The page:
Friday, November 23, 2007
As each election passes we find things that seem to need some fine tuning. It is said that democracy begins when people show up. How is it that turnout can be so poor when most items on any ballot involves money? Are people that convinced that their vote doesn’t count? Here in Oregon it is so easy to vote, being all of our ballots are mail-in ballots. There are no special trips to a polling precinct, though there are drop off sites for those who do not wish to invest in a postage stamp to practice their right to vote.
One problem with voting by mail is that the public has way too much time to sit on their ballots. In the recent election ballots were being received by the voters on October 19 giving them nineteen days to vote. This is far too much time that spans three full weekends. Many people will mark their ballots when they receive them while there is still three weeks for situations and opinions to change. Another reason it is too much time is that people may misplace their ballots. Also fierce and expensive campaigning gets bumped up during this period making issues a financial popularity contest. Two weekends should be sufficient, and eight days would be even more preferred.
Next, it would be nice to see some limits on campaign spending. The tobacco industry spent an obscene amount of money countering measure 50. The Governor has even stated that big tobacco bought the voters in Oregon. How about a plan where each side of a campaign can spend no more than their opponent? This will put under funded campaigns on a level playing field with special interest groups with deep pockets.
This may be easier said than done in most cases because there are often Political Action Committees that raise fund in support or opposition of several measures on the ballot. Asking for cohesion between like minded camps is a recipe for disaster as well.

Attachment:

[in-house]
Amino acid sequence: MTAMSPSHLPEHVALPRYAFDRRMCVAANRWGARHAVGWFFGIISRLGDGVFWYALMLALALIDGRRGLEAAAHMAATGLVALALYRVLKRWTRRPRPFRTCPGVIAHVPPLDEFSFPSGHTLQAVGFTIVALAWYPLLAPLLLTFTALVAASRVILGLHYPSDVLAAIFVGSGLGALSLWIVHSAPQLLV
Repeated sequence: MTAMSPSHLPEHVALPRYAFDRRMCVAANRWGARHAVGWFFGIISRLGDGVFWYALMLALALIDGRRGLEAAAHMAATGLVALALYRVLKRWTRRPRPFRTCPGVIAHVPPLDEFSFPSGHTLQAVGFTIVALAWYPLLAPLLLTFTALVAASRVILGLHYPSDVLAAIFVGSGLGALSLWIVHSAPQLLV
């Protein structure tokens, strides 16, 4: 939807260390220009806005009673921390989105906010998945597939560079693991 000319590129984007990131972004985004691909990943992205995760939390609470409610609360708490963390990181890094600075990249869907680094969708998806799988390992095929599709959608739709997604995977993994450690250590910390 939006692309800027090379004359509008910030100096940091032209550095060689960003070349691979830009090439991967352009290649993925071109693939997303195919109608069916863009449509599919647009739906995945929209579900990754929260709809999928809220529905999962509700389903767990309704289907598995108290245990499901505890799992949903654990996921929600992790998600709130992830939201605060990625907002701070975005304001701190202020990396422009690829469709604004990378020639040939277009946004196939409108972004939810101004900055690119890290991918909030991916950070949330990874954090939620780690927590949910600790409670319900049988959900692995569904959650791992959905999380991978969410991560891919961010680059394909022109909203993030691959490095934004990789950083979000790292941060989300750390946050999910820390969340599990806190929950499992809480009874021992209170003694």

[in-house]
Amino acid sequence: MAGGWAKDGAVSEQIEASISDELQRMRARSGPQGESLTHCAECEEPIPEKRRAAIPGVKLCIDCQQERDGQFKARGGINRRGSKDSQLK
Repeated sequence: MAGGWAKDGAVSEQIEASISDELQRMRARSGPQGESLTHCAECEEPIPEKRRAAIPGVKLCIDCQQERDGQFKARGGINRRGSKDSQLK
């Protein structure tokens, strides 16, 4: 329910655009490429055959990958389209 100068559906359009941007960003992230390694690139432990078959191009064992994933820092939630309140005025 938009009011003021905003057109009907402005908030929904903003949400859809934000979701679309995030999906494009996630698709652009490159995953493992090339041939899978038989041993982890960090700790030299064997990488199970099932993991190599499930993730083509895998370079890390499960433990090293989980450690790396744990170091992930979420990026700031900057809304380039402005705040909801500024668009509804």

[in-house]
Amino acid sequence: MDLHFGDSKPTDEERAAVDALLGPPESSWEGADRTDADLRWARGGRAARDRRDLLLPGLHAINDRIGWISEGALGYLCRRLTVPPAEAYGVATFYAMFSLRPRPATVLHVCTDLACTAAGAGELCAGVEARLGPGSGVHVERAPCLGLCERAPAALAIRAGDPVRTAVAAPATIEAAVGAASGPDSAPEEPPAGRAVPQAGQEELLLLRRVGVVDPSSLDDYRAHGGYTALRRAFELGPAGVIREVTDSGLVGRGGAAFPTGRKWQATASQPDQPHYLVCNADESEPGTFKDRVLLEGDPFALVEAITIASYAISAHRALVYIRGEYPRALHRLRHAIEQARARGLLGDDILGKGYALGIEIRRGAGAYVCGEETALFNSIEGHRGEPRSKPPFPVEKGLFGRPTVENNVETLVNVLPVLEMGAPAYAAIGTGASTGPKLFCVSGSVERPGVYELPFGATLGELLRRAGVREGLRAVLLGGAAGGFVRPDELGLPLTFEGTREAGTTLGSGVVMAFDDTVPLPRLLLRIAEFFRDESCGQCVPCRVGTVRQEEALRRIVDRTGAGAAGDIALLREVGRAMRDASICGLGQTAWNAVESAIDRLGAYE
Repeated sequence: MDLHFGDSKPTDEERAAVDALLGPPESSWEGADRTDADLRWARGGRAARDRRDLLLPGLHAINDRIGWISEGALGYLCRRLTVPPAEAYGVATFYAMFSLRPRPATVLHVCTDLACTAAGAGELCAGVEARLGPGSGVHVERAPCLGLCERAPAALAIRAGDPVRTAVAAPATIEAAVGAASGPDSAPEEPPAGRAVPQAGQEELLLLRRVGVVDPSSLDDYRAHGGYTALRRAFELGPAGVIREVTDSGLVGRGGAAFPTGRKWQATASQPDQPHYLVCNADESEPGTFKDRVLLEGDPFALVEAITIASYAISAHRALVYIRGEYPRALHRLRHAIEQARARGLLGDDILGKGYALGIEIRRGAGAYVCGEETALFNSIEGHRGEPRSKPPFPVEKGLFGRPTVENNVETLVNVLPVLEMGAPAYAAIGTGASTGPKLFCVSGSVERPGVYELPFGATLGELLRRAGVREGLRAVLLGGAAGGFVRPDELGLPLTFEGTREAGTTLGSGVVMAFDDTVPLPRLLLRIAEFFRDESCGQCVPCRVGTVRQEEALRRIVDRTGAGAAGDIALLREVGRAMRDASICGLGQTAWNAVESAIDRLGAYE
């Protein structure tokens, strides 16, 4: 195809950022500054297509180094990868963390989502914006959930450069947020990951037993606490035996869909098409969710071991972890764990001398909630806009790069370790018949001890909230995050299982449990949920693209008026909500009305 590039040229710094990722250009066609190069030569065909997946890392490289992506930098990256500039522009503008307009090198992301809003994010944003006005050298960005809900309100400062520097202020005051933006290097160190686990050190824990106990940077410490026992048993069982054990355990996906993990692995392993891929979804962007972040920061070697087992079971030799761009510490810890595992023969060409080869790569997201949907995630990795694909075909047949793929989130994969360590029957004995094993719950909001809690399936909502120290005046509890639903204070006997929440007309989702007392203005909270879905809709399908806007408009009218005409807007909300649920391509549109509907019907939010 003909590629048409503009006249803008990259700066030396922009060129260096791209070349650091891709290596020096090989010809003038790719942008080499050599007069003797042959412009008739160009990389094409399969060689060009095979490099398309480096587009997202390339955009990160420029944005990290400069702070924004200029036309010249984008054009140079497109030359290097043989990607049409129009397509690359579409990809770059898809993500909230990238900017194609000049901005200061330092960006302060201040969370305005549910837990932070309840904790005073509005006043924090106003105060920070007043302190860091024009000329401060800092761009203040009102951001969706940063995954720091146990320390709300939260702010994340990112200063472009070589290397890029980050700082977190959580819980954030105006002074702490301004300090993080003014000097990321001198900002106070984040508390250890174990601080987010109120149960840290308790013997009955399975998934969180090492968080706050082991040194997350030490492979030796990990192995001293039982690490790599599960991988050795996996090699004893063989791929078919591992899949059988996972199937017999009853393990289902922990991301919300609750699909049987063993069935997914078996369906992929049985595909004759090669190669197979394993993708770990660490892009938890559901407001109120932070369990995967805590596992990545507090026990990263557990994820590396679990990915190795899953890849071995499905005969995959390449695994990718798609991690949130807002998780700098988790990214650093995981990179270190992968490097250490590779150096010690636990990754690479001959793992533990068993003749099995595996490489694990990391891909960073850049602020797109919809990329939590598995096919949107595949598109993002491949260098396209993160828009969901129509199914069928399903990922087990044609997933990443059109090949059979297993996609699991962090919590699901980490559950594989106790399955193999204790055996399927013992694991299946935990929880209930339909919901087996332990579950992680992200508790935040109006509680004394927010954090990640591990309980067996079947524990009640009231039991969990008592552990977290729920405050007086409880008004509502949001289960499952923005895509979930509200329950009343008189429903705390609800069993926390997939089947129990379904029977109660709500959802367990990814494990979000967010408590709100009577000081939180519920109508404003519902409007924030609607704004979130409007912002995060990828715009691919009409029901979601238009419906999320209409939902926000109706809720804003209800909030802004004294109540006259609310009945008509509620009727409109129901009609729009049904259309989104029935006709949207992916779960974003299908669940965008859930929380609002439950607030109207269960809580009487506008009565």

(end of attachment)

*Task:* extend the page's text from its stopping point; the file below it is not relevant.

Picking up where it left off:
Another problem is, let’s say that no one put up any money to promote a measure. This would mean that the opposition could not put up any funds either. It will be difficult to find a solution to campaign financing, and financing is the major obstacle to getting the word out in many instances.
Sometimes even well funded messages don’t have legs to stand on. Take for example Clatsop County Measure 4-123. The Yes side raised $7,268, which was $477 more than the No side with $6,791. The Yes side spent $8,139.93, which was $1,014.76 more than the No side, which spent $7,125.17. Both campaigns are now in debt, Yes by $871.93 and No by $334.17. The side that raised and spent the most in this instance lost this election.
Next, why is it that the primaries in two or three states dictates what two main stream candidates will be in the run for President? There should be one primary day for all fifty states. It is also time to do away with the electoral college.
Finally, it would be good if campaigns and polls were prevented from calling people who have telephone numbers listed on the National Do Not Call List. Campaigning by phone is a telemarketing call no matter how one looks at it. Polls are often campaign calls in disguise. Campaigns have invaded our front doors, our televisions, our radios, our mail boxes, our print media, and pop-up boxes on the Internet. We should have at least one safe harbor where they can’t get to us.
Sunday, November 18, 2007
Tuesday evening, Nov. 20th, at 6 pm Mr. Marquis will be tempted by yet another opportunity to present to the Clatsop County Board of County Commissioners the performance measures which were due last winter, on March 8th. In a gesture of goodwill, and to show those who are beginning to doubt his intelligence, he should show that he does, indeed, value the efforts that these commissioners are making in bringing this county into the 21st century in providing their community with a fiscally transparent government. However, is this Tuesday evening the best time to do so?